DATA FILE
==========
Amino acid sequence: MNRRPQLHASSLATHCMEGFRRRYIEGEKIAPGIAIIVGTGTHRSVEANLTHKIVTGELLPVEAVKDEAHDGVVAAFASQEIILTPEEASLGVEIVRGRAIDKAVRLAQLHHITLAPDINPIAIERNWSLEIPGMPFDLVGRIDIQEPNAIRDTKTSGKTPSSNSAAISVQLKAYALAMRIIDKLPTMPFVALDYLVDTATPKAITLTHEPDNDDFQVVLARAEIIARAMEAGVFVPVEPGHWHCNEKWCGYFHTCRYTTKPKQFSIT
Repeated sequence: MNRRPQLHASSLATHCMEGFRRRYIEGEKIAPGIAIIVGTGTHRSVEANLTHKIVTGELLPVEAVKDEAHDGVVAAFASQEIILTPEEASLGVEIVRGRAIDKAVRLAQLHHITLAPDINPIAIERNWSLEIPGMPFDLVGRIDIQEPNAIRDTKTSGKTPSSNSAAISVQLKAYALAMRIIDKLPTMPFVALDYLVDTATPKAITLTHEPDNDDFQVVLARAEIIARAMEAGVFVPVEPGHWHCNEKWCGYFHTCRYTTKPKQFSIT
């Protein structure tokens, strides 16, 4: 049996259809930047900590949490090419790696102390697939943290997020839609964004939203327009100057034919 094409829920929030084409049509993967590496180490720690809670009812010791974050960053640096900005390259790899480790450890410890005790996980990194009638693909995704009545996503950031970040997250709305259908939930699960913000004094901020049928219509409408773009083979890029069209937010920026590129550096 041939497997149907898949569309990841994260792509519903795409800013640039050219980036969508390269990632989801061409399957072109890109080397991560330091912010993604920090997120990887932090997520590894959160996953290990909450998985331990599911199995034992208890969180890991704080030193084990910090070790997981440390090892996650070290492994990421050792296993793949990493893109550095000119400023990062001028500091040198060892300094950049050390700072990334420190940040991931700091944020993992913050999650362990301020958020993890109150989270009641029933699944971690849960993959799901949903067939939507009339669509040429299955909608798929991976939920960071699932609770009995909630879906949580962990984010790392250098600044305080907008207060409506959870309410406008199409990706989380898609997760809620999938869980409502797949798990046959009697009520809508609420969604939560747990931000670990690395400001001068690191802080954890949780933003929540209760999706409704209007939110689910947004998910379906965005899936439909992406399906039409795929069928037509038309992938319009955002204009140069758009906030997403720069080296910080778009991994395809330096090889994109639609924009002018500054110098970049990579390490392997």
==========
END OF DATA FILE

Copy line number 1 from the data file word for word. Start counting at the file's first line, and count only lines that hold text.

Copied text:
Amino acid sequence: MNRRPQLHASSLATHCMEGFRRRYIEGEKIAPGIAIIVGTGTHRSVEANLTHKIVTGELLPVEAVKDEAHDGVVAAFASQEIILTPEEASLGVEIVRGRAIDKAVRLAQLHHITLAPDINPIAIERNWSLEIPGMPFDLVGRIDIQEPNAIRDTKTSGKTPSSNSAAISVQLKAYALAMRIIDKLPTMPFVALDYLVDTATPKAITLTHEPDNDDFQVVLARAEIIARAMEAGVFVPVEPGHWHCNEKWCGYFHTCRYTTKPKQFSIT